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Charge balance and slide


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This post covers two topics: charge balance and slide.


Charge balance: I have tried a very simple solution pH 9, SiO2(aq) 1 mmol, precip on, suppress all, unsuppress SiO2(am) [i'm using the LLNL database]. When i run the solution in REACT or SPECI8, I get the message that the charge balance can not be determined because Cl is not in the input solution despite the solution being anion rich. Putting Cl in with it as charge balance gives the expected overload. Putting Na in gives me the same error but with Na as the problem. I have tried sneaking up on the solution by using no charge balance and determining the amount of cation (Na in this case) needed to get close to charge balance. With that amount of Na with charge balance gives me the same error. So, there is something I'm overlooking...but what?


Slide: Ive tried to slide SiO2(aq) in the above and similar solutions only to be greeted with the error message "Exit: React stop: passem: bad basloc call" What is would like to do is to be able to slide SiO2(aq) from 1 umol to SiO2(am) saturation at constant pH (stabilized with a buffer e.g. TRIS) while calculating the initial reaction rate at each step for a silicate glass. I don't seem to be able to get beyond this error message even with a simple solution and no glass reacting just the simple solution from above.


Thanks for your help.


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Hi Dino,

The original fluid (H+, SiO2, Na+) is a little weird in that there are no negatively charged components, so a run in which you enforce charge balance is a little tricky. Turning charge balance off to determine approximately how much Na+ would be needed to balance the excess negative charge in the system is a good first step. After that, one strategy is to swap H3SiO4- into the basis for SiO2(aq). Now, your basis includes H+, H3SiO4-, and Na+. An alternative is to swap OH- in for H+ and set the log activity of OH- instead of the pH. In this case your basis includes OH-, SiO2(aq), and Na+. Either way I arrive at the desired solution.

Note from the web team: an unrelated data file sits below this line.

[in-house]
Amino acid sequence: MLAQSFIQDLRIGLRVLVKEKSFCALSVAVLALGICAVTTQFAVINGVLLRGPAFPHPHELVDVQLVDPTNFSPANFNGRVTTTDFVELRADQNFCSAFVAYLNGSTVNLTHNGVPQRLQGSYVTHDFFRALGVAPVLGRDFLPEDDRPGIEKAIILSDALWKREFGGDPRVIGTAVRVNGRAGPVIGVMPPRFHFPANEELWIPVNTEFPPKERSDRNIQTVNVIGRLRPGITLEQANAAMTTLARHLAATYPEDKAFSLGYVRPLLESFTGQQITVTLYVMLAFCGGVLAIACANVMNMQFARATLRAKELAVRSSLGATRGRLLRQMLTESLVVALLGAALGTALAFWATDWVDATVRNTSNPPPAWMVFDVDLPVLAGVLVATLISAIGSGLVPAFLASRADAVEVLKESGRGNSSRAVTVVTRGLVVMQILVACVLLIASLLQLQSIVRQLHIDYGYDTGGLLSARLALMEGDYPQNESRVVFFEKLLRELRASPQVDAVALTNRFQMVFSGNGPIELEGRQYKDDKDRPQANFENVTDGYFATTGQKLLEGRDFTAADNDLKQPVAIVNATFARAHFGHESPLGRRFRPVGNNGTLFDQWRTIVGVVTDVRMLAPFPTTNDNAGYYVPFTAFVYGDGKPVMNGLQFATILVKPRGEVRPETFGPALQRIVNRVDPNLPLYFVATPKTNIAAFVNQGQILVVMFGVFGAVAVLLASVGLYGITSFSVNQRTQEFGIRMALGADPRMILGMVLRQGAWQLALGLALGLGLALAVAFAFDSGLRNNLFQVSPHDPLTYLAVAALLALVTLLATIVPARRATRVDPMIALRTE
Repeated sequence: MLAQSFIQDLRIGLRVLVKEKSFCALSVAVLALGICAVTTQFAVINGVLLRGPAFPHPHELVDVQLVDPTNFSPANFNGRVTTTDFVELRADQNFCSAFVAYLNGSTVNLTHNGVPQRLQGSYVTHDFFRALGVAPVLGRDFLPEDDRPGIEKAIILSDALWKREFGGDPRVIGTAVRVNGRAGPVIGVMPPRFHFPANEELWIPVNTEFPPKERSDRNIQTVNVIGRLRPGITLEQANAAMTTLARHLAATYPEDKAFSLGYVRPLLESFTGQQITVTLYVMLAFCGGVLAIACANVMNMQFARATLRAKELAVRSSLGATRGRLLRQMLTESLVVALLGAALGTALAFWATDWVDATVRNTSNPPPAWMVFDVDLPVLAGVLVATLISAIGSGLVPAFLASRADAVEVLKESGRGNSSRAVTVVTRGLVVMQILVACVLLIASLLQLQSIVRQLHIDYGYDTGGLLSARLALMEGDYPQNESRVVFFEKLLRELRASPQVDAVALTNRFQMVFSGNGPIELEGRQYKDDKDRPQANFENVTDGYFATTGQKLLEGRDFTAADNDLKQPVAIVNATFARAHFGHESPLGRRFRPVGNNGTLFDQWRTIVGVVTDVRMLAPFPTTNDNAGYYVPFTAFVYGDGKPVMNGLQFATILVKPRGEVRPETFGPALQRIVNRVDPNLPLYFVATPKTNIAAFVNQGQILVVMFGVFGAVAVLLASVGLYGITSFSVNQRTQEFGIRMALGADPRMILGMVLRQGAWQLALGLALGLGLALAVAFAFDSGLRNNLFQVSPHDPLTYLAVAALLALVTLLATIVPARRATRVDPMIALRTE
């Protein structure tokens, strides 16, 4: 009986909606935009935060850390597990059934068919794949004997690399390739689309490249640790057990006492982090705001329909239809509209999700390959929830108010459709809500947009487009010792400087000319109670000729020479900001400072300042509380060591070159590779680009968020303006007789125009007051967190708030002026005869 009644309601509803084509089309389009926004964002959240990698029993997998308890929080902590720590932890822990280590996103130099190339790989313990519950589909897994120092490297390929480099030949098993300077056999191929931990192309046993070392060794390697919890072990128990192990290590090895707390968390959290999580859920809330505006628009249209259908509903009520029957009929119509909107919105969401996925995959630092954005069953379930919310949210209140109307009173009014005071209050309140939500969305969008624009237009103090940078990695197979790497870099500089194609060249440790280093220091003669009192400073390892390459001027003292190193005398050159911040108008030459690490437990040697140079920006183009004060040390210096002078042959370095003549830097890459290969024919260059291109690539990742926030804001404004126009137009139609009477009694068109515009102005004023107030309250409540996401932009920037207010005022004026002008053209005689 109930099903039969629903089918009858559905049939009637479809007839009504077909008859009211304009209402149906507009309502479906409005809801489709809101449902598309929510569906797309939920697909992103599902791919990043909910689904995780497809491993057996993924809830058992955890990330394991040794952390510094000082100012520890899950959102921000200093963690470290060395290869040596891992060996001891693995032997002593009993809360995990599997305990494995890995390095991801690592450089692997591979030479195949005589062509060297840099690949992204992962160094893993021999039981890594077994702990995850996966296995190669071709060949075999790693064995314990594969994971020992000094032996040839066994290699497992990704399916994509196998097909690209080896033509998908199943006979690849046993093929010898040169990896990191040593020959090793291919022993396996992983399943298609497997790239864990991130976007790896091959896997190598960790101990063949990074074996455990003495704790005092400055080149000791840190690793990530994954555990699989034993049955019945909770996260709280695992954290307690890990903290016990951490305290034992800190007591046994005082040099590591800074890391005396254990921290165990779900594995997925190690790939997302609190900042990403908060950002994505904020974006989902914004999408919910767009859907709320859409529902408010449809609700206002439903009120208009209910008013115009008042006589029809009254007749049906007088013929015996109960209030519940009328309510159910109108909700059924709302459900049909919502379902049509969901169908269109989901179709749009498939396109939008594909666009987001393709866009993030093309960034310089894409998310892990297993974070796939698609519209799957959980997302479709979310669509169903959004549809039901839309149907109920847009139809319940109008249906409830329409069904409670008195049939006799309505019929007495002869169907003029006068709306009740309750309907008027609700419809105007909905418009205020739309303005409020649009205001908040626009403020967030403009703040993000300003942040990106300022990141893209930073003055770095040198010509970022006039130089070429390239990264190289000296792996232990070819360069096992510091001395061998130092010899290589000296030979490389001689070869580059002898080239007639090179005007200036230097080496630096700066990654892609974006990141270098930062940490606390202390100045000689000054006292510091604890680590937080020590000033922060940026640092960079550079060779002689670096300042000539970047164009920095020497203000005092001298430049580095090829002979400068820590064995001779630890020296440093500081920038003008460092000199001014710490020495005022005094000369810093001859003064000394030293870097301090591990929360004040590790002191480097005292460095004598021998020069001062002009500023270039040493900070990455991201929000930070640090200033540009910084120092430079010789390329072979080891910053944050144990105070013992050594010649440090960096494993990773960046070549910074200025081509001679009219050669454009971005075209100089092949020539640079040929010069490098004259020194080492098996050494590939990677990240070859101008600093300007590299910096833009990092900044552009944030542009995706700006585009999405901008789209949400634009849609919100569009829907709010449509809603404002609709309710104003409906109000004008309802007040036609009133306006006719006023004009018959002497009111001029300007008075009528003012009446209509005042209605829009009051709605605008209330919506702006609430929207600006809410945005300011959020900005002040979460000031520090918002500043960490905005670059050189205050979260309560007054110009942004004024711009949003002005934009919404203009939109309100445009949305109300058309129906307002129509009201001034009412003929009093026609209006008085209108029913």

As for the sliding activity path, this looks like a phase rule violation. In a sliding activity path, the species whose activity you're adjusting must be in the basis for the entirety of the reaction path. You're asking the impossible, though, when you slide the activity (or log activity) of a species up to the point where a mineral containing that species becomes saturated, and thus needs to be swapped into the basis if it's to precipitate. GWB11 gracefully issues an error 'Phase rule violation: Cannot precipitate supersaturated mineral "Amrph^silica"' and continues the simulation while preventing the mineral from precipitating (as if it's suppressed). Older releases, however, give the "Exit: React stop: passem: bad basloc call" error and crash when they reach this point.

You can avoid the issue entirely by adding SiO2(aq) as a simple reactant rather than using a sliding activity path. As a simple reactant, you gradually titrate SiO2(aq) into the system over the course of the path. You're not forcing the SiO2(aq) activity to a certain value, so there's no requirement that SiO2(aq) remain in the basis when amorphous silica needs to be swapped in.

Hope this helps,

Brian Farrell

Aqueous Solutions LLC
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